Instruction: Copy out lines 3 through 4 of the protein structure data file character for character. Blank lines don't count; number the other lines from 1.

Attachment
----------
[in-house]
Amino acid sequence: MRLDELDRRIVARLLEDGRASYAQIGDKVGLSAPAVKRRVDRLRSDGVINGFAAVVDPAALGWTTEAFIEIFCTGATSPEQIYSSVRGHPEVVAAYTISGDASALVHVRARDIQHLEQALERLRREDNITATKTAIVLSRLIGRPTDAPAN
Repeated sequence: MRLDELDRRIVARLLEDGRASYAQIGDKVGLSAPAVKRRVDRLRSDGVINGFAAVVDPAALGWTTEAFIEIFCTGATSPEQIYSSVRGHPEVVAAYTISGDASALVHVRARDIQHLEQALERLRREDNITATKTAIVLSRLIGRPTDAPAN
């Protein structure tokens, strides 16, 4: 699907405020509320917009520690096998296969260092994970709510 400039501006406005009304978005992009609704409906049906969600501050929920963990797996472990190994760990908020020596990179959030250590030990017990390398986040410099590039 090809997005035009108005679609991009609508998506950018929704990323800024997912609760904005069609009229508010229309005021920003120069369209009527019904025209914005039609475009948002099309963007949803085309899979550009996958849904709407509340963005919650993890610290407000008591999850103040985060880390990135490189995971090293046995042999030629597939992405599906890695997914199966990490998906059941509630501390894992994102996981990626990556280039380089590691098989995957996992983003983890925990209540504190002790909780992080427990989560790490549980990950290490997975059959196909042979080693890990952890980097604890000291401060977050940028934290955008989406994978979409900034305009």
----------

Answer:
Repeated sequence: MRLDELDRRIVARLLEDGRASYAQIGDKVGLSAPAVKRRVDRLRSDGVINGFAAVVDPAALGWTTEAFIEIFCTGATSPEQIYSSVRGHPEVVAAYTISGDASALVHVRARDIQHLEQALERLRREDNITATKTAIVLSRLIGRPTDAPAN
């Protein structure tokens, strides 16, 4: 699907405020509320917009520690096998296969260092994970709510 400039501006406005009304978005992009609704409906049906969600501050929920963990797996472990190994760990908020020596990179959030250590030990017990390398986040410099590039 090809997005035009108005679609991009609508998506950018929704990323800024997912609760904005069609009229508010229309005021920003120069369209009527019904025209914005039609475009948002099309963007949803085309899979550009996958849904709407509340963005919650993890610290407000008591999850103040985060880390990135490189995971090293046995042999030629597939992405599906890695997914199966990490998906059941509630501390894992994102996981990626990556280039380089590691098989995957996992983003983890925990209540504190002790909780992080427990989560790490549980990950290490997975059959196909042979080693890990952890980097604890000291401060977050940028934290955008989406994978979409900034305009």